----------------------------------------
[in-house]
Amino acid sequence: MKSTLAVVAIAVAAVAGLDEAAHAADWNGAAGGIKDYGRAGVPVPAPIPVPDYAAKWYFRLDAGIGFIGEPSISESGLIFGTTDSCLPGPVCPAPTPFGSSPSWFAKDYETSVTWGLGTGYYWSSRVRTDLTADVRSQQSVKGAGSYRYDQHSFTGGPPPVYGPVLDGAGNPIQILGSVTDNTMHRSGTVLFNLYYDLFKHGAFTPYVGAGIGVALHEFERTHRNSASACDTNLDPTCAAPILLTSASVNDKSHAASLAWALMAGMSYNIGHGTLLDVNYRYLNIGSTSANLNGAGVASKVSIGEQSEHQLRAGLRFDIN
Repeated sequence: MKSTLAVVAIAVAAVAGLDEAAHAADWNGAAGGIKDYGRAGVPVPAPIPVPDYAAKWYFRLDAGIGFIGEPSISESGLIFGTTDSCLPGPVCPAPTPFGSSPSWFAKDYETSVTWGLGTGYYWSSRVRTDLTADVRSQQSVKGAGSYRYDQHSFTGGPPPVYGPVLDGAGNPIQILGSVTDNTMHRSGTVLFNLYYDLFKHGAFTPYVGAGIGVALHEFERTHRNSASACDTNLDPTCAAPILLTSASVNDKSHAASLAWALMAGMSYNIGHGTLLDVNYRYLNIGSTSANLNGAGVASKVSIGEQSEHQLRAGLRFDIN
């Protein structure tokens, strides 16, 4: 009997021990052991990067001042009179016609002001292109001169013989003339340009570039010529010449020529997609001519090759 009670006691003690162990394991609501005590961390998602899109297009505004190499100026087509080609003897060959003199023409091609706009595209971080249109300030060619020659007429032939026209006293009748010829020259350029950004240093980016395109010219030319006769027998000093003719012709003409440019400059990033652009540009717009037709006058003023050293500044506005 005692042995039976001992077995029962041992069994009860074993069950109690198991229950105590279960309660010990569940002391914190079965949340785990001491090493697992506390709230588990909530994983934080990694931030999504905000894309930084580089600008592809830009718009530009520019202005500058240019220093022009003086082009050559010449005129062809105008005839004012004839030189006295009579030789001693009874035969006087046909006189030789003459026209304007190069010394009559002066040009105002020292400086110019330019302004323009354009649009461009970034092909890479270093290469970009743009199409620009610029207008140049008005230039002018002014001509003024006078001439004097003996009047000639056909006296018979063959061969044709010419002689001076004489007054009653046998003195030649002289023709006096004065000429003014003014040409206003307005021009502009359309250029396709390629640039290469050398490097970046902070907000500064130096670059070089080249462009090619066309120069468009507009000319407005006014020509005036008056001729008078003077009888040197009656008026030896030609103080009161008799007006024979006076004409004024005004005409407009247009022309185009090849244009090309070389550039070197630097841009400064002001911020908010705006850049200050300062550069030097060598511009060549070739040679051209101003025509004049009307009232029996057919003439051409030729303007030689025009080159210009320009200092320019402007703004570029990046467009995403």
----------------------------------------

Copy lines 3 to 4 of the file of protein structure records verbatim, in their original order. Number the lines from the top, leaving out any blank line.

Repeated sequence: MKSTLAVVAIAVAAVAGLDEAAHAADWNGAAGGIKDYGRAGVPVPAPIPVPDYAAKWYFRLDAGIGFIGEPSISESGLIFGTTDSCLPGPVCPAPTPFGSSPSWFAKDYETSVTWGLGTGYYWSSRVRTDLTADVRSQQSVKGAGSYRYDQHSFTGGPPPVYGPVLDGAGNPIQILGSVTDNTMHRSGTVLFNLYYDLFKHGAFTPYVGAGIGVALHEFERTHRNSASACDTNLDPTCAAPILLTSASVNDKSHAASLAWALMAGMSYNIGHGTLLDVNYRYLNIGSTSANLNGAGVASKVSIGEQSEHQLRAGLRFDIN
């Protein structure tokens, strides 16, 4: 009997021990052991990067001042009179016609002001292109001169013989003339340009570039010529010449020529997609001519090759 009670006691003690162990394991609501005590961390998602899109297009505004190499100026087509080609003897060959003199023409091609706009595209971080249109300030060619020659007429032939026209006293009748010829020259350029950004240093980016395109010219030319006769027998000093003719012709003409440019400059990033652009540009717009037709006058003023050293500044506005 005692042995039976001992077995029962041992069994009860074993069950109690198991229950105590279960309660010990569940002391914190079965949340785990001491090493697992506390709230588990909530994983934080990694931030999504905000894309930084580089600008592809830009718009530009520019202005500058240019220093022009003086082009050559010449005129062809105008005839004012004839030189006295009579030789001693009874035969006087046909006189030789003459026209304007190069010394009559002066040009105002020292400086110019330019302004323009354009649009461009970034092909890479270093290469970009743009199409620009610029207008140049008005230039002018002014001509003024006078001439004097003996009047000639056909006296018979063959061969044709010419002689001076004489007054009653046998003195030649002289023709006096004065000429003014003014040409206003307005021009502009359309250029396709390629640039290469050398490097970046902070907000500064130096670059070089080249462009090619066309120069468009507009000319407005006014020509005036008056001729008078003077009888040197009656008026030896030609103080009161008799007006024979006076004409004024005004005409407009247009022309185009090849244009090309070389550039070197630097841009400064002001911020908010705006850049200050300062550069030097060598511009060549070739040679051209101003025509004049009307009232029996057919003439051409030729303007030689025009080159210009320009200092320019402007703004570029990046467009995403």